Additional maintenance technicians, track inspectors and escalator crews are on standby to respond to heat-related troubles that may pop up on the Metro system today, transit officials said.

Metro spokesman Dan Stessel said the transit agency has 40 car maintenance technicians on hand Friday to address problems with rail cars being too hot, plus more escalator crews should breakdowns occur at some of the stations with long moving staircases, such as Woodley Park and Bethesda.

Friday afternoon commuters may also see fewer eight-car trains, Stessel said, because some cars with air-conditioning problems have been pulled from service.

 Metro said it is trying to respond quickly to the hot car problem. According to Stessel, FixWMATA, a blogger who maintains a database of rail cars with air-conditioning problems based on reports from riders, tallied 45 hot cars this morning out of Metro’s fleet of 1,128.

Stessel said Metro is also keeping track of hot stations.

For those weary and hot commuters who use Rosslyn and Pentagon City stations — which Metro’s General Manager Richard Sarles uses daily, Stessel points out — hang on. Little relief is coming until this fall for the Rosslyn station when Metro plans to improve the chiller units at that stop.

(The underground stations don’t have air-conditioning but industrial chiller units, which are designed to “knock the ambient temperate down 10 or 15 degrees.. . . There’s hot air coming in from entrances. It is just designed to provide some temperature relief,” Stessel said.)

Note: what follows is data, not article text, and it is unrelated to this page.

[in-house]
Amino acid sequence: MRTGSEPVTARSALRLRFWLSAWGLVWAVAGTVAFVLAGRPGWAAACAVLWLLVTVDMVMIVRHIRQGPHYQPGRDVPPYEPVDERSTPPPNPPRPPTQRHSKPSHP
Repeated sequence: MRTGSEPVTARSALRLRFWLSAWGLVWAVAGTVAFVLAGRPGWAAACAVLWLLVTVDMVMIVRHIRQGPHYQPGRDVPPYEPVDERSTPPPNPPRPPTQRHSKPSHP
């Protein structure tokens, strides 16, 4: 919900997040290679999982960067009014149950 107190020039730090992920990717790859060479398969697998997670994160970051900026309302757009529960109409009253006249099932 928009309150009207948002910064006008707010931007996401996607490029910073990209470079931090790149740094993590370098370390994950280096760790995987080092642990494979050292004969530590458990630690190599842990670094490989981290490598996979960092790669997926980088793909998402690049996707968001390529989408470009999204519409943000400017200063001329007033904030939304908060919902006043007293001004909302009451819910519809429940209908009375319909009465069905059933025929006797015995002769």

At Rosslyn, the chiller is simply old. It is part of the original system, Stessel said. It is slated for replacement this fall.

“If we attempt to address it now instead of having little relief you’d have no relief,” Stessel said, because it would have to be taken out of service.

At Pentagon Station, the ducts are the problem, he said, and are scheduled for work in early August.

At Ballston, another reported hot station, Stessel said the problem is that “hot air gets pushed in from trains coming in eastbound.”

“It’s been a problem for a long time,” he said. “We are aware of it.”

Ballston is getting another chiller unit to replace its existing one after Oct. 15, he said.

“In the interim we’re using tunnel fans to make sure there’s some air movements,” Stessel said.

To prevent heat kinks in the extreme temperatures, Stessel said there’s little to do.

“There’s nothing you can do but have enhanced track inspections,” he said. “With the sunlight and ambient temperatures it is like putting your hand on the hood of a car.

“That temperature is much hotter than the air,” he said. On the rails, it creates an expansion and the rail tracks can “develop anomalies.”

“It can result in a heat kink,” he said. “We’ve got track inspectors out walking the tracks. If there’s a track that has a problem we want to get it out of service. The quicker we detect an anomaly and get track personnel out there the sooner we can get normal service restored.”

Stessel said Metro has approved overtime for its elevator and escalator repair teams so that when reports come in of outages crews are ready.

“Those crews are on standby to respond as quickly as possible,” he said.

 Metro’s bottom line: “Things are going to happen in these extreme temperatures,” Stessel said. “We’re focused on responding as quickly as possible. We’re focused on trying to minimize the inconvenience.”

 Please send us your heat-related stories to or on Twitter @postmetrogirl.


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